Save Quickly to PDF/A with Keyboard Shortcuts

If you are a user of federal court Case Management and Electronic Case Filing (CM/ECF), then you are already familiar with the transition to PDF/A for electronic filing of court documents.  Perhaps you have searched for a quick, easy way to convert your PDFs.

You could use your mouse and follow the eight steps described in this blog post* by Rick Borstein, author of the Acrobat for Legal Professionals Blog.

Or you can try this:

Keyboard Shortcut:  <Alt> F A M A or <Alt> F A M A <Alt> E For the Brave

Remember keyboard shortcuts?  We used them with impunity in early versions of WordPerfect and Word, but what have they done for us lately?  Perhaps you’re like me and have fallen out of the habit.  I blame it in part on the touch screen technology of smartphones and tablets.  But when Jim Calloway of the Oklahoma Bar Association challenged me to find and publish a shortcut to saving PDFs in PDF/A format, I responded “Game on!”  (Actually, I think I said “Good idea, Jim!”)  Here are two keyboard sequences for your consideration.  UPPERCASE is used solely to make these shortcuts easier to read, please don’t hold down the <Shift> key – it isn’t necessary.

For those who wish to quickly access Save As PDF/A:

Hold down the <Alt> key, type “F,” then A M A.  Notice you are now in the Save As dialog box with PDF/A selected under “Save as type.” Click Settings… and follow the steps described in Rick Borstein’s blog post.

For the real keyboard shortcut believers:

<Alt> F A M A <Alt> E

This combination will take you directly to Preflight Settings.  The Preflight Dialog box looks like this:

The radio button “Save as PDF/A-1b” and check box “Apply Corrections” should already be chosenLeave these two options selected for the reasons given by Rick Borstein.

From here, only two “mouse moves” are required:

  • Check “Create PDF/A-1b according to the following PDF/A-1b conversion profile; and
  • Click OK.

Open a PDF and try it: <Alt> F A M A <Alt> E, check “Create PDF/A-1b according to the following PDF/A-1b conversion profile” and click OK.  Write <Alt> F A M A <Alt> E on a post-it note and keep it by your monitor until you have the shortcut memorized.

Can’t I Use a Macro To Do This?

Macros (or Actions) in Acrobat can be used to automate any number of steps, including “Preflight Print Production,” which is what we’re doing when we save to PDF/A.  This will be the subject of my next post.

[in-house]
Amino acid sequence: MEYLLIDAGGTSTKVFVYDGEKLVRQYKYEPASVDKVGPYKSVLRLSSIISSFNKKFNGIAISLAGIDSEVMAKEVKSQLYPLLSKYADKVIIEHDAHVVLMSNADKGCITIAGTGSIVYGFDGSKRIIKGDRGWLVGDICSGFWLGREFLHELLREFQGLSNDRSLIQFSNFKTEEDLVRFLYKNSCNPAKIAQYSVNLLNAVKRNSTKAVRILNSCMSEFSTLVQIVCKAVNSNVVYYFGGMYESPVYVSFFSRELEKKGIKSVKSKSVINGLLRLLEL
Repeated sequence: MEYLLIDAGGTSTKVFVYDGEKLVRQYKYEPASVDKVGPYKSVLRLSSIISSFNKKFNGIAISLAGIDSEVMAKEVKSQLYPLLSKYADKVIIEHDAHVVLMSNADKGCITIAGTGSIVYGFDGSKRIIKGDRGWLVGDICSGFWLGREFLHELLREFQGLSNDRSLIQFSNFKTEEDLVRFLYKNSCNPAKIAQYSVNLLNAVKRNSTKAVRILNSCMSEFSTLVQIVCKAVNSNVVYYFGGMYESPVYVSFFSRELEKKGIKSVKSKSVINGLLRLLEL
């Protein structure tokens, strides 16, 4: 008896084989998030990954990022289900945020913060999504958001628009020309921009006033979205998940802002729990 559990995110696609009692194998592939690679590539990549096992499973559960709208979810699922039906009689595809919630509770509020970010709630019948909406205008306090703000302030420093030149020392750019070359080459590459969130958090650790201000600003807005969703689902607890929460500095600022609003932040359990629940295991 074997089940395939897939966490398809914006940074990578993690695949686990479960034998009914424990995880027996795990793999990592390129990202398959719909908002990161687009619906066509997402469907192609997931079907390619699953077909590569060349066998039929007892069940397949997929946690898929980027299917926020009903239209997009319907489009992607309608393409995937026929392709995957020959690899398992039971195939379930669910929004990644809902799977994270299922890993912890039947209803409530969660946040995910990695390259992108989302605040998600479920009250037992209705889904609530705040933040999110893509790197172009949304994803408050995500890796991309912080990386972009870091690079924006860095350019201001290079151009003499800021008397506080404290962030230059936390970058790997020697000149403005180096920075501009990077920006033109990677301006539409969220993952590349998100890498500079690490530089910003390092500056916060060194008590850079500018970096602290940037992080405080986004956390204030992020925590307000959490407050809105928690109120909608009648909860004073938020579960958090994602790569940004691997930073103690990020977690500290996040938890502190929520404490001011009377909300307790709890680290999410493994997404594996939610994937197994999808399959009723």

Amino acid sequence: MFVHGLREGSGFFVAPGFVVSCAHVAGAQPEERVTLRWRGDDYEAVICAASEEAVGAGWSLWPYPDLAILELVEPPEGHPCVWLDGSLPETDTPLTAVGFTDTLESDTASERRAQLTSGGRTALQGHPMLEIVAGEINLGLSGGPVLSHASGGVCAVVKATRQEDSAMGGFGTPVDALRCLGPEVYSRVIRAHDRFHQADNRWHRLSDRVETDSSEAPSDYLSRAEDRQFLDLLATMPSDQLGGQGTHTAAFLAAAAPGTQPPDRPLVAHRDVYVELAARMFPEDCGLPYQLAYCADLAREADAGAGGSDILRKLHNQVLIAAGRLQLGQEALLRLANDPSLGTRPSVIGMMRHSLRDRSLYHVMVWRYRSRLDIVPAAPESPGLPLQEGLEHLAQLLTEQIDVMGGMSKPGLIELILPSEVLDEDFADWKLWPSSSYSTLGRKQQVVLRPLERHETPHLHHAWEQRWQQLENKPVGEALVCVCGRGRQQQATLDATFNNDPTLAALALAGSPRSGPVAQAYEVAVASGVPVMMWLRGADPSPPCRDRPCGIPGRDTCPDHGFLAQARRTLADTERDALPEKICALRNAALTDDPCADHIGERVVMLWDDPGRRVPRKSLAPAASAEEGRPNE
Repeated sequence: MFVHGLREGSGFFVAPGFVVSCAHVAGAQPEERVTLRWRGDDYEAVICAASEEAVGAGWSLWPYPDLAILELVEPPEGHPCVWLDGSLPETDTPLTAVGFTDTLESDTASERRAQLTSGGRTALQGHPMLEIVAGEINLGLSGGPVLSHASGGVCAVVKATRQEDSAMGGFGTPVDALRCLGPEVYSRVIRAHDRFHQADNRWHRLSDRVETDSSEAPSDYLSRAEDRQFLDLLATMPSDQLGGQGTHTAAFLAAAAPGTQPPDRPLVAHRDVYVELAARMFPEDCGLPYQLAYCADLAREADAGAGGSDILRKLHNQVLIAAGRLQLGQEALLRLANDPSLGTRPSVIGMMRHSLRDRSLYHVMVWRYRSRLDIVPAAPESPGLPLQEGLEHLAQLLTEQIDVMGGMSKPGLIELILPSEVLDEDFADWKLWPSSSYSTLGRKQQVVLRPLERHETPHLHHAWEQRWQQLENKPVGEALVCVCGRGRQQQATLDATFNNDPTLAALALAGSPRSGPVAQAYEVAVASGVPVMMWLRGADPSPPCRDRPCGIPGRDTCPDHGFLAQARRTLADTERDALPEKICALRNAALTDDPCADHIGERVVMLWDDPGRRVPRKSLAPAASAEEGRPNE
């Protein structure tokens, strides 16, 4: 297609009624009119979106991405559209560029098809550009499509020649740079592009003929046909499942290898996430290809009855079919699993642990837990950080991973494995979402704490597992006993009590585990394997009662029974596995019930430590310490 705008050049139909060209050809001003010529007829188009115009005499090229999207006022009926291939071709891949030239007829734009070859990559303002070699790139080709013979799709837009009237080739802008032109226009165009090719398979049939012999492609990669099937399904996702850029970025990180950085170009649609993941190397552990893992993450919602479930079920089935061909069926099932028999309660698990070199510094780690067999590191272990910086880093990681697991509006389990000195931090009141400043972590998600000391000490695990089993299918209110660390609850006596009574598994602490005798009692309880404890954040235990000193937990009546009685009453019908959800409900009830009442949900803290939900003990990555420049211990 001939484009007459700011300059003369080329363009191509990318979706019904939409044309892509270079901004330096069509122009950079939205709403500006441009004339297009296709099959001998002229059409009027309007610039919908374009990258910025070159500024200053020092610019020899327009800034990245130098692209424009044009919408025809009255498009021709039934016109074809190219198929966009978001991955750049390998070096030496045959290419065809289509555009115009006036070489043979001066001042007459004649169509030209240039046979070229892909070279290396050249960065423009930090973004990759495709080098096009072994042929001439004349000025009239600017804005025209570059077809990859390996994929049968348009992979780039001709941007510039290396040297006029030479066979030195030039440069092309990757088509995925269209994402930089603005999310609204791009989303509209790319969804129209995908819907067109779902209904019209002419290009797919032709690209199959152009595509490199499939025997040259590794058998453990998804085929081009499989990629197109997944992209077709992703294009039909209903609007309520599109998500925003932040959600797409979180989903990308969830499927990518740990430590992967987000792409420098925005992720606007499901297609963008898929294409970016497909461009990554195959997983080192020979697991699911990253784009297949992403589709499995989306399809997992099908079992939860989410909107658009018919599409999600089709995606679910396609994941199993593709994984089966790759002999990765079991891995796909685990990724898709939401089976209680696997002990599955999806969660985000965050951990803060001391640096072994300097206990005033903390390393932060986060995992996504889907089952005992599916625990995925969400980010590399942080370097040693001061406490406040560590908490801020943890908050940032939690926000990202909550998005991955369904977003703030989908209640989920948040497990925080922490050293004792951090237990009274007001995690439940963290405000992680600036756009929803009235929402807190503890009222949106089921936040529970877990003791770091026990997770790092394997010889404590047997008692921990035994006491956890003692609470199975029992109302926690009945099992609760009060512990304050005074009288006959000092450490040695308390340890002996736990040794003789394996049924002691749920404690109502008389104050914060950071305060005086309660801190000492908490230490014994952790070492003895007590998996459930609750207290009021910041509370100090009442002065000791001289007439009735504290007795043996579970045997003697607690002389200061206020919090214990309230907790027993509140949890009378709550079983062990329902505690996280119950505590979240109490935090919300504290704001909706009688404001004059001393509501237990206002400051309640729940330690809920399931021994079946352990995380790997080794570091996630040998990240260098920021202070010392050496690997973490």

My thanks to Jim Calloway of the Oklahoma Bar Association for the idea and to Barron Henley of Affinity Consulting who inspired me. I’ve heard Barron speak many times at the ABATECHSHOW.  More recently, we were fortunate enough to have him come out for presentations on Acrobat and going paperless.  Thank you Jim and Barron!

Copyright 2012 Beverly Michaelis

* Note – due to a numbering glitch in Rick’s post, the steps jump from “5” back to “3,” but there are eight steps if you use your mouse to “File, Save As PDF/A.”  If you can’t wait until next week to read about Actions (macros) for saving to PDF/A, then check out this post.

Acrobat X is Here!

Acrobat X is here!  Read Rick Borstein’s review of the new and improved features in Acrobat X, including the support of Microsoft Office 10 (much needed).

Some of the highlights:

  • Improved OCR accuracy
  • New adaptive compression to reduce scanned files
  • Redaction enhancements
  • Preservation of rich text formatting when converting from Acrobat to Word
  • Web capture supported for Mozilla Firefox
  • New text-only document comparison
  • Improved functionality for PDF portfolios

PDF/A Required in Federal Courts

Federal courts are advising practitioners that PDF/A will now be the required format for electronic filings in the CM/ECF system.  PDF/A is the standard for long-term archival storage of PDFs.  For a full explanation of PDF/A, see Rick Borstein’s blog post: Federal Courts Moving to Requiring PDF/A for FilingsRick’s blog is a terrific resource for anyone in the legal community who wants to learn how to use Acrobat to it’s fullest.